The word ‘diao’ can also refer to the male genitalia in the Taiwanese dialect.

Au Revoir Taipei (Hollywood Reporter review)

Filed under: Reprints — Tags: — dleedlee @ 11:46 am

Au revoir Taipei
By Maggie Lee
Bottom Line: A perky urban dramedy that makes one smile from ear to ear.

BERLIN — A romantic comedy match-made with a crime caper, “Au revoir Taipei” is best compared with Taiwan delicacy “Pearl Milk Tea” — sweet, bubbly, with something tasty to chew on. Directed with panache by American-Chinese first-timer Arvin Chen, this delightful tale of fumbling love and daydreaming in the city has a sound script idea that can be transposed to any metropolis from Bangkok to Barcelona.

The influence of executive producer Wim Wenders, combined with upbeat critical response could help the film rendezvous with some art house cinemas in the West and more commercial releases in Asia.

“Au revoir” follows the trend of new Taiwan films (like “Parking” and “Cape No. 7″) in weaving a circus of zany figures into a tapestry of multistranded stories. Unlike most, the characters actually connect on a narrative as well as heart-to-heart level. The story also stays focused by sticking to one small, cozy neighborhood and climaxing in a single night.

The film begins with the departure of Kai (Jack Yao)’s girlfriend Faye. He parks himself in a bookstore to learn French the stingy way, and catches the eye of shop assistant Susie (Amber Kuo). His break comes when Bao (Frankie Gao), a gangster who frequents his parents’ noodle shop, offers him a ticket to Paris in exchange for “courier delivery.”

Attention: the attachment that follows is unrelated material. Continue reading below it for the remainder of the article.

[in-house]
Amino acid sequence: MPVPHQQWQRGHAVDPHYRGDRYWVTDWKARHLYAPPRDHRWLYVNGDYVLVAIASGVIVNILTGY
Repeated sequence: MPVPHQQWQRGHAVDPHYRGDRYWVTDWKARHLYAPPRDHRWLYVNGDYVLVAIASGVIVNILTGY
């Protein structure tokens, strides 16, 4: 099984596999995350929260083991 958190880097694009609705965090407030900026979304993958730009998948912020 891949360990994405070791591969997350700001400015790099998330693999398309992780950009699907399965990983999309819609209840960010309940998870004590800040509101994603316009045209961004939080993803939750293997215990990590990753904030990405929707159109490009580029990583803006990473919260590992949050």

The pot heats up the night before Kai leaves, when Bao’s nephew Hong (Lawrence Ko) tries to pull off a slick crime that drags Kai; his friend Gao, a gawky, lovesick convenience store worker; Susie; and two bungling cops into two hours of adventure and a farcical surprise resolution.

The cast is chipper and likeable across the board, conveying the naivete of small-timers dreaming big. Also lending the film charm are mouth-watering food scenes, which make fun of the Taiwanese habit of tending to their rumbling stomachs under ANY circumstance. Taipei sizzles as a 24/7 snack haven.

Apart from deadpan colloquial dialogue, Chen orchestrates physical slapstick with spot-on timing, such as three dance acts that crop up in unexpected moments, or a Woody Allen-esque escape from chair bondage. These tricks have been done before, but Chen somehow gives it a fresh touch.

The nocturnal yet jazzily lit cinematography is composed of peppy short cuts while the camera often remains stationary or slow moving before ending in a dazzling track in the bookstore with the rhythm of a dance.

Music is well considered, especially a French violin score spurring associations with “Amelie” that campily accompany images of dusty, densely built-up Taipei at crack of dawn.

The Chinese title, “A Page of Taipe,i” refers to Kai’s and Susie’s biblio-romance while punning on “One Night in Taipei.” End credits give thanks to “Director Yang,” hinting at homage to the late Edward Yang.

Venue: Berlin International Film Festival

Director-screenwriter: Arvin Chen
Cast: Jacky Yao, Amber Kuo, Lawrence Ko, Frankie Gao
Produced by: In-Ah Lee, Wei-Jan Liu
Executive producers: Wim Wenders, Meileen Choo
Producer: Oi Leng Lui
Director of photography: Michael Fimognari
Production designer: Mei Ching Huang
Music: Wen Hsu
Editor: Justin Guerrieri